I do think there’s hope in the fandom, the people whose internal mind’s eyes have seen far beyond what the original authors may have and sparked more than the author may have wished. There’s a lot of fuzzy unclear boundaries here ithink in the ‘verses that authors make and what people then do and imagine and re-imagine and recreate and re-interpret from them. I think and hope the Potterverse moves beyond Rowling. Because I liked those books and that ‘verse too.

    But I can also understand why folks wouldn’t now and see its flaws as well. So ..yes.

  14. StevoR says

    Incidentally tangentially who would have won outta Rey vs Luke Skywalker / Palpatine or Kylo vs Anakin / Vader and which time of when of which?

    Meanwhile, world burns and turns still remaisn worth fighting for because if we don’t & give it up to douches then what?

  15. Katydid says

    @StevoR: Okay, I have to admit, the Star Wars universe lost me. When the first movie came out, I was in a pre-teen and it was the 1970s and it never occurred to me to wonder that the whiny man-baby farmboy got to be the hero while his twin sister was active in the Resistance, got captured, survived torture, and rescued herself…but was the minor character, the love interest. The movies were fun.

    When the next set came out, I had babies at home and was quite frankly disappointed that I had to pay a babysitter to sit through…more whiny man-baby action in the form of Anakin Skywalker. And Natalie Portman, who I can’t stand as an actress. And future-NASCAR racing, which doesn’t interest me at all. Greg Proops was the best part of the movie, as the two-headed announcer.

    Then the conclusion, and what do we have? More whiny man-babies (Kylo Ren). I really loved The Force Awakens, but that had a (gasp!) FEEEEEMALE protagonist in it, so the real-life man-babies lost their ever-lovin’ minds hating it.

    Disney got hold of the franchise and I never even bothered seeing the last installment.

  16. StevoR says

    @ ^ Katydid : Fair enough. I can certainly see where youare coming from there. I grew up with the Star Wars movies as a kid and so am definitley biased here and very good point about Leia. FWIW, The Last Jedi was quite different from the others and did slam the sexism and have a different more feminist take on that ‘verse which upset a lot of the online man-babies. I thought it was pretty good altho’ it did have a lot of plot holes in it too.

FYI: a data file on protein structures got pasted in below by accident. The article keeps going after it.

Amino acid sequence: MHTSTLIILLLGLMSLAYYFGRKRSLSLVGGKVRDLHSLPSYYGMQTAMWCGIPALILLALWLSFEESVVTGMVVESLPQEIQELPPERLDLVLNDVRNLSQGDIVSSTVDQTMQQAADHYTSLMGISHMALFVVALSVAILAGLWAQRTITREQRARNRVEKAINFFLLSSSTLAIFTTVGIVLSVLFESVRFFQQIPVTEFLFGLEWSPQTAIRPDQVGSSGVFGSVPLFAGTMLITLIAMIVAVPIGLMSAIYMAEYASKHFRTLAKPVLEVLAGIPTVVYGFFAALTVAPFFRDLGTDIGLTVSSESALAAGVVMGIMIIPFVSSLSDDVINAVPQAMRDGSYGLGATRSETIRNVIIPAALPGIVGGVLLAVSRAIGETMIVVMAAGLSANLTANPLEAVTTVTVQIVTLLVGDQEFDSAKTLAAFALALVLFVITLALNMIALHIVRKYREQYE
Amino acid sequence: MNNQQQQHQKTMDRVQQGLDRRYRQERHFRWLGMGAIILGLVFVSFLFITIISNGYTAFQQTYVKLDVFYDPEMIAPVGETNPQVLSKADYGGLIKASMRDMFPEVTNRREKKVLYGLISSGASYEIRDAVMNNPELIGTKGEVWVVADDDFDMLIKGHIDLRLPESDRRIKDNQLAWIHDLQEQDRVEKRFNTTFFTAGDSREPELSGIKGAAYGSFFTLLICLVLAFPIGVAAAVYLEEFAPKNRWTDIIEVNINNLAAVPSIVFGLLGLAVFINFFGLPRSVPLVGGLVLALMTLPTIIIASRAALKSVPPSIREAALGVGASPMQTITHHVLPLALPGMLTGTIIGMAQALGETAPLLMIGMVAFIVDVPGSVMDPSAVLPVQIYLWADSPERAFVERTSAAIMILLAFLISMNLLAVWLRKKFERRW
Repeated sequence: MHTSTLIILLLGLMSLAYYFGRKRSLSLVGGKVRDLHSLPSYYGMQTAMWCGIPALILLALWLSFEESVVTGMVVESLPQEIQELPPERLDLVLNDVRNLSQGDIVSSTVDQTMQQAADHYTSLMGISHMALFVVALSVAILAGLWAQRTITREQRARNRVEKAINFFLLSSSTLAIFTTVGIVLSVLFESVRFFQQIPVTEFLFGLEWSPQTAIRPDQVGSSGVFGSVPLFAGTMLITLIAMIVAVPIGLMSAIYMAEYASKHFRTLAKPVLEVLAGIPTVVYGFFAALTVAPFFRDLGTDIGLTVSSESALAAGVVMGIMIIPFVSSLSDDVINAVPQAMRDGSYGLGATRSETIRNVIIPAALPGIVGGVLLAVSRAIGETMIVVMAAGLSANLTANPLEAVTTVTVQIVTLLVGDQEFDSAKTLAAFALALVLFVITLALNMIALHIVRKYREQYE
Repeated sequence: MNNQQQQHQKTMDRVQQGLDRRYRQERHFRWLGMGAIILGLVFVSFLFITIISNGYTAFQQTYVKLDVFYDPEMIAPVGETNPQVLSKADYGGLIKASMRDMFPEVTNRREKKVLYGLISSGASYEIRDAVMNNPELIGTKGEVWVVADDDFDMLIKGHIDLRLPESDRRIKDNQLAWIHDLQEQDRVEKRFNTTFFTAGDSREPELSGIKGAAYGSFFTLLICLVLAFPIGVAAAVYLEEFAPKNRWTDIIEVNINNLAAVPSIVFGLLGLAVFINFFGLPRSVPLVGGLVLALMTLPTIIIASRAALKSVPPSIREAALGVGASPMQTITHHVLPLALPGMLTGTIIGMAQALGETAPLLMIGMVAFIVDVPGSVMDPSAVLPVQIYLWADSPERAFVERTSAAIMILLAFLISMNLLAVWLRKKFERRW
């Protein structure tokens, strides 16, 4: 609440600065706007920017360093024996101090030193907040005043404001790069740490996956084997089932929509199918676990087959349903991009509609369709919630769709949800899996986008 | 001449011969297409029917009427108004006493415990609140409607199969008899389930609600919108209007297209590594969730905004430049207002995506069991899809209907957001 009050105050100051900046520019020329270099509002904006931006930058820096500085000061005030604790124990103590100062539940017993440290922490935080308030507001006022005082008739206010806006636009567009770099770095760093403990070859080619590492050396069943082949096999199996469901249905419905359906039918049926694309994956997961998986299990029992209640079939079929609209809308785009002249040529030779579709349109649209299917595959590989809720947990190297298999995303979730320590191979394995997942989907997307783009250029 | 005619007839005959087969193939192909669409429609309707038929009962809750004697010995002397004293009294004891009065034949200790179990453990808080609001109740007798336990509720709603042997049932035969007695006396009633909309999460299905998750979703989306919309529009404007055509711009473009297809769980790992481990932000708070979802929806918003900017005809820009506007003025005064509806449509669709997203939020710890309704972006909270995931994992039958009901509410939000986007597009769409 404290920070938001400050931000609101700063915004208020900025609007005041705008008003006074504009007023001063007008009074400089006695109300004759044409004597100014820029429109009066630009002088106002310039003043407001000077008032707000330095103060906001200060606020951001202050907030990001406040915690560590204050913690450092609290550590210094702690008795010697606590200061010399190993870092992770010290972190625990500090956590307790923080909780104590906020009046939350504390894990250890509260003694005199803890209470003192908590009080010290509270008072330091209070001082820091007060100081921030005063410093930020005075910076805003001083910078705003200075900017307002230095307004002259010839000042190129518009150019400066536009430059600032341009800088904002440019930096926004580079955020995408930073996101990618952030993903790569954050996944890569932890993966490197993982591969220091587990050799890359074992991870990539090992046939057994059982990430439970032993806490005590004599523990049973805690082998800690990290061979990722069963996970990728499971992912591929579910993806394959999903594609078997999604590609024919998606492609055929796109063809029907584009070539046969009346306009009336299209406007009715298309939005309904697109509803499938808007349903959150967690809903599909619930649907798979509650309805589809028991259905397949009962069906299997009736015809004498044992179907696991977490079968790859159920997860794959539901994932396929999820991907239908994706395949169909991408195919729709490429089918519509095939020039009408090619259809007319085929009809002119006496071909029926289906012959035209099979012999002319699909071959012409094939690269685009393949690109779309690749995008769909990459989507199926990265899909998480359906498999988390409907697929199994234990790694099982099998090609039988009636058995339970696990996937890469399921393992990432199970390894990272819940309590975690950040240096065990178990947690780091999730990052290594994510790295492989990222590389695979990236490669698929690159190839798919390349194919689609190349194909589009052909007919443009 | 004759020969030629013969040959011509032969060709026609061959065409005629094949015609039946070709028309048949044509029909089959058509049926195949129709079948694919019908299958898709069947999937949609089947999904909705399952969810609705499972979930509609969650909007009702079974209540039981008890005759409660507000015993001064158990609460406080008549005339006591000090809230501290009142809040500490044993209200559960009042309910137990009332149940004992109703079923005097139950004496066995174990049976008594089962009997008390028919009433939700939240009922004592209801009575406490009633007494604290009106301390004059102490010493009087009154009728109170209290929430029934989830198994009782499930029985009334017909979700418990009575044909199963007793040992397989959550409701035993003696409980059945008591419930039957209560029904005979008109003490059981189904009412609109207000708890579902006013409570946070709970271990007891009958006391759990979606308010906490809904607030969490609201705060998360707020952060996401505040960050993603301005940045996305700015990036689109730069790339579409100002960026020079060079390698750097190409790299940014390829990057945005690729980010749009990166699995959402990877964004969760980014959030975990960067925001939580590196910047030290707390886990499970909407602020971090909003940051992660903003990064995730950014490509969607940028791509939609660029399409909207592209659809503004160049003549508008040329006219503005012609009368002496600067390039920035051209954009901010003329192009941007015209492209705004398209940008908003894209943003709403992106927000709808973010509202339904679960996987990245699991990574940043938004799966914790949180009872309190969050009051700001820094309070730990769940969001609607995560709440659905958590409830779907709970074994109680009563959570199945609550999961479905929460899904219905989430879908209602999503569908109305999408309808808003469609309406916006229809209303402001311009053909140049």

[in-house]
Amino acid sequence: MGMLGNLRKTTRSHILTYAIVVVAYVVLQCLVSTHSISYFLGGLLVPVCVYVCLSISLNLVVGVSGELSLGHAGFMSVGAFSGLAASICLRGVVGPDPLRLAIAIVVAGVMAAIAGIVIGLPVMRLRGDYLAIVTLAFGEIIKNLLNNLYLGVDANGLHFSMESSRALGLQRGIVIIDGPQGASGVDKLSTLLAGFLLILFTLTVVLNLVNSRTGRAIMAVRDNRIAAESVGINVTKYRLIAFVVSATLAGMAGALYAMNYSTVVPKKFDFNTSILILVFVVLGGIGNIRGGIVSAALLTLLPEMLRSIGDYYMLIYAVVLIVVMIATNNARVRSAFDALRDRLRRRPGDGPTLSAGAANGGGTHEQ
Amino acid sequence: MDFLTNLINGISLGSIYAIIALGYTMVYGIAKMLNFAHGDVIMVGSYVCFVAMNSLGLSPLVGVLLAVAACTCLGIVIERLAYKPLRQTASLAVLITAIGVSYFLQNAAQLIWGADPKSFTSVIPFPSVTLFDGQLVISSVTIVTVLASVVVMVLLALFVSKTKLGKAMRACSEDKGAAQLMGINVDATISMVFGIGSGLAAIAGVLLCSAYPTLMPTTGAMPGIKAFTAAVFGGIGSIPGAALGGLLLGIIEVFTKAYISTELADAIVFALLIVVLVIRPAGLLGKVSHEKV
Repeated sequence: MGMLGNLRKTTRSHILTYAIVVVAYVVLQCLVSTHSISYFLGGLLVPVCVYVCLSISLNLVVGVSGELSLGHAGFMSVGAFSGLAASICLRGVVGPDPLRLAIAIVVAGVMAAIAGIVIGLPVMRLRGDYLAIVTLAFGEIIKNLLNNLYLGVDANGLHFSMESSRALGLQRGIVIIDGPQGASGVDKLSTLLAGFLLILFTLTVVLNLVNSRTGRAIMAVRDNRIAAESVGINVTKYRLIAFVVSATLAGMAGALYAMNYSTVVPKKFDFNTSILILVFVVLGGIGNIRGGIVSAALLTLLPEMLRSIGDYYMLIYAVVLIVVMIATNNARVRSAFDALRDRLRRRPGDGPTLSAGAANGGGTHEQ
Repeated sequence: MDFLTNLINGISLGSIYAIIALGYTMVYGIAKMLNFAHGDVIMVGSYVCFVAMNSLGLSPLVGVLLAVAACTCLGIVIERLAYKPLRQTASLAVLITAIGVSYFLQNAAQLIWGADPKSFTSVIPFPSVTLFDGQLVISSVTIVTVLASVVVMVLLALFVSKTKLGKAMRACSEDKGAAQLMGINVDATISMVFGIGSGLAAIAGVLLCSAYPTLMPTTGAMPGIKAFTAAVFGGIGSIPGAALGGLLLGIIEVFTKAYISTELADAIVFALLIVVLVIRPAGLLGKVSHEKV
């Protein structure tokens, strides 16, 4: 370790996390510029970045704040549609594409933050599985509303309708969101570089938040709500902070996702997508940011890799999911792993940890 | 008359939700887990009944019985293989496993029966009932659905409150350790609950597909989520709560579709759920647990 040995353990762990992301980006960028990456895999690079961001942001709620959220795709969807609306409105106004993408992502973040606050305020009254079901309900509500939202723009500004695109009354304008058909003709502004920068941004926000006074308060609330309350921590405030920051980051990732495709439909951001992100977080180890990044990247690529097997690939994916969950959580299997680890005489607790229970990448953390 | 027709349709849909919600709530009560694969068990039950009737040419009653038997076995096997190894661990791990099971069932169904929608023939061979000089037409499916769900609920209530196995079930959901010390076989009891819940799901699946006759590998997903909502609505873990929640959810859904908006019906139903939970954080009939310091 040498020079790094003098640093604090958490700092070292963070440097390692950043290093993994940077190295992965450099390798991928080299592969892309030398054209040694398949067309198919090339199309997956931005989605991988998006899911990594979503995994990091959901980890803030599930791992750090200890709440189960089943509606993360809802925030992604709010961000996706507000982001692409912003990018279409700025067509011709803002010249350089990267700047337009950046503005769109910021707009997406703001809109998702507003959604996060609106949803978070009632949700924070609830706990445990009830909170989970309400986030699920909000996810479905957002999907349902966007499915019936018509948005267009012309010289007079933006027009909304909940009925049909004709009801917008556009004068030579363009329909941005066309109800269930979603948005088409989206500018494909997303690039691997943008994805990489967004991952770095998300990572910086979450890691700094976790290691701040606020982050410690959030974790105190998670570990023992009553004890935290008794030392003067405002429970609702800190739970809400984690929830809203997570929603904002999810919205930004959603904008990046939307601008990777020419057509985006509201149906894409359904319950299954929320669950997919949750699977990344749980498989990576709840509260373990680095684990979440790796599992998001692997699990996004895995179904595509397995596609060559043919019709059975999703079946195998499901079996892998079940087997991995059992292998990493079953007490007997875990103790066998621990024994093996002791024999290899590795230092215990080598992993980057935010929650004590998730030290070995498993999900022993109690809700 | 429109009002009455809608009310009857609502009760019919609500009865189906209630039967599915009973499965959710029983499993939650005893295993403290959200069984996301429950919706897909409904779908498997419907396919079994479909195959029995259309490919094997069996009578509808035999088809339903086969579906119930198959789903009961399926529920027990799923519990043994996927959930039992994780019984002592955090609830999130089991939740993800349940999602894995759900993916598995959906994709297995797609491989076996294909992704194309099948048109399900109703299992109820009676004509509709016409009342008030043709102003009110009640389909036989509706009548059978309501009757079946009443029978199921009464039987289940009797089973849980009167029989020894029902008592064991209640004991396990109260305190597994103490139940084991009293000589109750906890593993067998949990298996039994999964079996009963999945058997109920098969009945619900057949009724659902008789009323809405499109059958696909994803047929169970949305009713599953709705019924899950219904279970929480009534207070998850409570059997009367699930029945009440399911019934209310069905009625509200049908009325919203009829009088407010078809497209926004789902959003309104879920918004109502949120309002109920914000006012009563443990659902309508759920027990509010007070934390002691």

@ Dr Sarah : Noticed that you haven’t posted anything here for quite a while now. Hope you are okay and just busy. Looking forward to reading more from you but I understand if life has gotten in the way as it does.

  17. StevoR says

    PS. The ‘Last Jedi’ was the middle move of the sequel trilogy centred on Rey’s character NOT the last one which was a real sloppy mess. I guess this is not the thread for dissecting these but, yeah, thought that last ‘Rise of Skywalker’ movie was a very confused, very poorly thought out kludge that tried to go reverse what the TLJ did and shift the story & franchise disappointingly backwards. FWIW. Solo the most recent spin-off was fun and better but like most of the Star Wars movies a case of enjoy the fun visual spectacle ride and don’t think too much about the sense or lack thereof being made.

  18. Katydid says

    @ Dr. Sarah; I also hope all is well with you! Hoping you’re just busy and not ill or overwhelmed caring for those who are ill.

    @StevoR: I was completely and utterly blown away by Star Wars, The Empire Strikes Back, and Return of the Jedi. Those and Indiana Jones were popcorn movies, full of wonder and fun and swashbuckling. But they did have their blind spots (particularly the treatment of women), which I understood in a minor, nagging way as a child and more fully as an adult. I saw Solo when it came to cable tv; I was glad I hadn’t spent money on it, but it wasn’t horrible like the second and third of the last trilogy. I’d love to see more of Chewbacca’s story, I imagine it would be fascinating.

    Here’s a thought: the second and last trilogies felt a lot like the superhero movies that have been done to death for the past decade. Your thoughts?

  19. StevoR says

    @ ^ Katydid : Agreed.

    Star Wars have always been movies where, well, you enjoy the view, the visual, musical and emotional spectacles and ride and don’t try to think too hard about them if you know what I mean? Not quite turn your brain off entirely but dial it into something closer to dream mode and make allowances esp in suspension of disbelief** for its very specific genre. Fun but not that deep. Though people can, do and will read a lot more into them. That’s where I think The Last Jedi was so good because it at least in the Luke Skywalker -Rey – Kylo Ren sub-plot & parts of the Poe Dameron Vs Amilyn Holdo* sub-plot it subverted and surprised so much and in the abandoning of the “magic parents = magic talent” bloodlines bit of Rey’s story and made people think even if not really that original at least for this specific verse new. I think that differnt take and more thoughtful twist wa s also what mad eit so ..uncomfortable .. to some of the fans which caused some of the backlash against it which wa salso driven by outright malice, misogyny and an admitted hateful trolling campaign by anti-feminists.